Gynecologists are primary health care physicians for women. This is why when a woman has infertility issues , the first doctor she will contact will usually be her gynecologist. Since gynecologists are specialists in dealing with women's health , they are very capable of handling basic infertility problems and will do so efficiently and effectively. Thus , most of them will do a basic workup in order to pinpoint what the problem is ; and will be able to offer basic therapy such as ovulation induction for patients with PCOD; or intrauterine insemination for patients with unexplained infertility.
It's appropriate that simple infertility problem should be treated by the gynecologist. Gynecologists are well equipped to handle these problems , and this is a much more cost-effective use of resources rather than using an IVF specialist. This is better for patients as well, because they already have a relationship with their present gynecologist , and would much rather be treated by them, rather than have to go look for a new specialist.
Most gynecologists understand their limitations ;and if they encounter infertile woman with complex problems ; or fail to get her pregnant in a few months with the first line basic treatment options which they can offer, they are quite happy to refer the patient to an infertility specialist for more advanced treatment. This kind of referral creates a win-win relationship for the gynecologist ( who can then expect the IVF specialist to refer her back for her antenatal care once she gets pregnant) ; the IVF specialist ( who can then focus his energies on women with complex infertility problems ) ; as well as the patient, who gets the best of all possible worlds.
However, sometimes there are gynecologists who refuse to accept their limitations and are reluctant to refer their patient to someone else. They will do their best to hang onto the patient because they do not want to "lose" their patient , as this would represent a financial loss to them ! Sometimes , it's an ego issue , because they feel they should be able to offer all the treatment themselves , rather than have to refer the patient to a specialist.
If this does happen, this is a disservice for the patient , who then gets trapped , and is forced to repeat ineffective treatments such as repeated cycles of clomid or IUI. These patients often get fed up and frustrated , and even though they want to move on, they don't know whom to go , which is why they remain stuck. They also naively believe that if they really required referral to an IVF specialist , the gynecologist would be happy to send them to one , and that if they gynecologist does not do so, this means they really don't need an IVF specialist at all.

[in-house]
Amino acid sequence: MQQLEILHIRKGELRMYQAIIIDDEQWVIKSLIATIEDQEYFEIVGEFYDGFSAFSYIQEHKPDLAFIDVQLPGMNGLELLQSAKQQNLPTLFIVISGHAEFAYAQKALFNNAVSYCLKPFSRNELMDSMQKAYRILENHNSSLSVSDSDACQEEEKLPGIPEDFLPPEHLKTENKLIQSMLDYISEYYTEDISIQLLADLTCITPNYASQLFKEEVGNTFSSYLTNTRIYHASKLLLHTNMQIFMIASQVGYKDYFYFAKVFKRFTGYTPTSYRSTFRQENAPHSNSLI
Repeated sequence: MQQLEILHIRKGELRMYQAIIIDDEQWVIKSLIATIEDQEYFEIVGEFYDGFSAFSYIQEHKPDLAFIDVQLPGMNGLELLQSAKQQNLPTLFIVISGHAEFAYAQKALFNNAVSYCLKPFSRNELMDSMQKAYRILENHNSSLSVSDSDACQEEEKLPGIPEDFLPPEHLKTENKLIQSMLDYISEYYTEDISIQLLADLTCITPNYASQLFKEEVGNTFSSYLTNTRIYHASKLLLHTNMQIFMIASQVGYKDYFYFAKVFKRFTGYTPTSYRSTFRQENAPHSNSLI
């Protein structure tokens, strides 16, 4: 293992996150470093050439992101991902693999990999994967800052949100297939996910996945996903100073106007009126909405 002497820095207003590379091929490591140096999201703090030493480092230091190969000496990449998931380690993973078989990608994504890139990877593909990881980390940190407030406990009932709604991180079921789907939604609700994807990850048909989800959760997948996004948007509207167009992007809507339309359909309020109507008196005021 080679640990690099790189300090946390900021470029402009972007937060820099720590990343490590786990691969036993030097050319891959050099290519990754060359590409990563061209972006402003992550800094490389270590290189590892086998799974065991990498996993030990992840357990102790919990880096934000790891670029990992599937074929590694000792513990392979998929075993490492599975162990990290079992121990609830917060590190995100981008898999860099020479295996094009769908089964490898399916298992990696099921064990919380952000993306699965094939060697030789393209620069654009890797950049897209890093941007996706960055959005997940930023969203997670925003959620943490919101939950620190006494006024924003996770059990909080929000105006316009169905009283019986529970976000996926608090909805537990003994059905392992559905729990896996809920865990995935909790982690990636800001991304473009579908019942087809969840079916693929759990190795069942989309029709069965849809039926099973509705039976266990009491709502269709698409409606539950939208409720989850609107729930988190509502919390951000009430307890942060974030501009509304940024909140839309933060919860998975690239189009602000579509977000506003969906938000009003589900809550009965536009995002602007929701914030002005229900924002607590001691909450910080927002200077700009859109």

However, you cannot afford to take such a passive approach to your treatment. You need to be much more proactive and have well-defined time limits , so you can maintain control of your course of action and formulate your own treatment plan, in partnership with your doctor.
What are some of the red flags which should cause concern ?
1. Your gynecologist keeps on repeating clomid treatment month after month
2. Your gynecologist does not seem to have a plan of action and does everything on an ad-hoc basis
3. Your gynecologist keeps on doing IUI treatment month after month
4. Your gynecologist advises you to do a laparoscopy
5. Your gynecologist refers you to an andrologist for treatment of a low sperm count
Sometimes patients are scared to ask their gynecologist to refer them to an IVF specialist because they're worried that the gynecologist may take offense at this , as he may feel that they're casting aspersions on his professional ability. Even worse , there are gynecologists who will bad mouth IVF specialists by labeling them as being greedy and money minded because they want to do IVF treatment all infertile couples .
While it is true that there are gynecologists who are very efficient at treating infertile couples cost effectively; and that there are some IVF specialists will overuse IVF treatment , the bottom line is that you need to take personal responsibility for educating yourself, so that you can use information therapy to make the decisions which are right for you.